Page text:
Insurance has been a fertile proving ground for analytics over many years. Underwriters have long used models to improve forecasting and predictions. More recently, insurers have started to use analytics to track and respond to client behaviour, to improve client-centricity, build lasting relationships and ensure positive outcomes for all parties involved. The proliferation of modern data analytics within the industry has had a profound effect on how we do business. It has given us insights that help us understand our clients better. If we want to continue to reap the benefits of these insights then we will have to make sure we effectively harness the power of data.
Increasing Engagement Across Organisations
I am pleased by the headway we are making when it comes to modernising and becoming more insights driven. A key factor behind this has been the improvements in hardware and software processing power over the past few years. For example, thanks to the ubiquity of facial recognition software on smartphones it is easy to forget just how much processing power goes into simply unlocking our phones. We are taking that incredible computational potential and aiming it at generating deep and useful data that can help improve our clients’ lives.
One of the essentials of becoming data-driven is an understanding across the organisation that data-driven insights are important. It is also vital that people understand that the insights are gained from analytics, and therefore that analytics adds value. At Santam, there’s a deep appreciation for this. We’ve ensured that we’ve got a seat at the table for most of the discussions where analytics may be relevant. We’ve packaged analytics to make it attractive and understandable. We’ve focused a lot on storytelling and showing people how analytics can help; for example with developing personas and segmenting customers, and then how they can use that information to understand the value of particular groups or subgroups and make decisions about priorities on a more granular level. This creates for a more personable experience when interacting with our customers.
Speeding Up Processes
Often the best examples of how analytics can generate value for businesses are the simplest. At Santam, one good example of generating value through insights has come from joint ventures. The ability to describe your customer portfolio in a meaningful way often poses a challenge when discussing potential value during the pre-inception stage.
When we have considered ventures with external parties in the past, the conversation about customers tended to be protracted. Now we can give a clear profile of our customers within a week or two and be able to quickly see where there is overlap, and where there might be opportunities for collaboration. This is a massive advantage in speeding up those engagements.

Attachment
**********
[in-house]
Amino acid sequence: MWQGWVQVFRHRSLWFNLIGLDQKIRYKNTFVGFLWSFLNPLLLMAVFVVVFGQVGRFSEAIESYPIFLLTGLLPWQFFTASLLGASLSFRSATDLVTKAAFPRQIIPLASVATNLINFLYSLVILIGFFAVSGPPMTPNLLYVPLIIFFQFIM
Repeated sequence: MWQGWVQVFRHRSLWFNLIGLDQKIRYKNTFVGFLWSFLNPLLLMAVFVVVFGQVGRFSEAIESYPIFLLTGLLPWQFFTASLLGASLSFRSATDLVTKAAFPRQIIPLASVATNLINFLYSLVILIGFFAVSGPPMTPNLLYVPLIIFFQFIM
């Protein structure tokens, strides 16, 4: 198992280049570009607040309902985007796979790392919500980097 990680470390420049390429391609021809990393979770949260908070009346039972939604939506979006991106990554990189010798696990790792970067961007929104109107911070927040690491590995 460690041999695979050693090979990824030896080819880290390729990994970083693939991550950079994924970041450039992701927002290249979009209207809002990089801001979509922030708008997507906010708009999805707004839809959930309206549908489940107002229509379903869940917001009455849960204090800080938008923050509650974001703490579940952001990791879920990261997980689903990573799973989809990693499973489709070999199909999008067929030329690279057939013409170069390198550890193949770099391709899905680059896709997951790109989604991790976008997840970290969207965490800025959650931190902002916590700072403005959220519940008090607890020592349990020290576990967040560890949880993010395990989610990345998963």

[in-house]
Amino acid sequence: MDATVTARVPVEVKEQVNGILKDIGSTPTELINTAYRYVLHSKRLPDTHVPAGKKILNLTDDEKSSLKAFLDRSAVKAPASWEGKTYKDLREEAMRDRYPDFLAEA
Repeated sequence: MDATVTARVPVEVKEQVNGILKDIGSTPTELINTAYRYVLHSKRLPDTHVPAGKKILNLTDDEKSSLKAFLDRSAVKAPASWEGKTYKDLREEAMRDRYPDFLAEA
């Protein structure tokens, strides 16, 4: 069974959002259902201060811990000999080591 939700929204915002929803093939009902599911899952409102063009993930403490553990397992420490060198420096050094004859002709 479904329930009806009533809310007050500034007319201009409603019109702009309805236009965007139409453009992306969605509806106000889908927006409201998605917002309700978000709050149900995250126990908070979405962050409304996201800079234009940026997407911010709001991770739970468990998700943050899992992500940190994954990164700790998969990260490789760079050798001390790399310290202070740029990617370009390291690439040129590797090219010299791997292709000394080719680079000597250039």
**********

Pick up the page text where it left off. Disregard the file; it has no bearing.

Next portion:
A Journey Or An Ending?
There is the question of whether the modernisation of analytics can ever be ‘complete’. In other words, is it a journey or does it have a defined end? We believe it’s an ever-evolving journey that is changing over time. At present we are very much in a transition phase. As we shift more toward machine learning, the line between person and machine will continue to blur and this will have an effect on how we do business.
For example, the way we collect data now is very conducive to hyper-personalisation. This is good because it allows us to treat each client as an individual and provide tailored solutions. Adopting a hyper-personalised marketing strategy powered by data analytics and AI gives us the insights and capabilities to adapt to client needs in real-time. That said we will have to be mindful and ensure that hyper-personalisation doesn’t become invasive.
Over the next five years or so, our business is going to change, and we will continue improve the ability to convert the minimum viable insights required as we ‘level up’. Take for example how we may adapt to the potential wide-scale use of autonomous vehicles. If you are travelling in an autonomous vehicle and it skips a traffic light and has an accident, who will be liable? Perhaps a solution will be to offer liability insurance for AI / Computer Vision software licenced or developed by the vehicle manufacturer.
From an analytical point of view, one of our challenges is how we integrate with our legacy ecosystem. We have a lot of intelligence in terms of decision making happening across the organisation, but right now, roughly 70% of it is still done manually. There’s a huge demand to automate that, and that’s the main area of work for us right now.
Another example of integration between person and machine, or device, is the services becoming more prevalent on smart phones. Very soon we will get to a point where a agent could do a full assessment or bind a policy using just your phone. We may reach a stage where a policyholder, provided they aren’t injured, can do an accident assessment themselves simply by uploading and processing the relevant images. On-demand insurance is already a reality, with the likes of JaSure, enabling customers with smart phones to work through the binding processes without any human interaction.
Modernisation, requires more than just updating technology. It’s very much a change in behaviour and a shift in mindset. Many people avoid engaging with analytics because they suspect it’s going to be beyond their capability. This makes change management and mentoring a critical part of the transition. Mentoring and coaching makes up around 30% of the journey with another 20% being the ability to access the relevant data. Another 40% is about having the right ecosystem and the final 10% is about tenacity. Get those right, and you can encourage people to experiment. That’s how you move your organisation forward.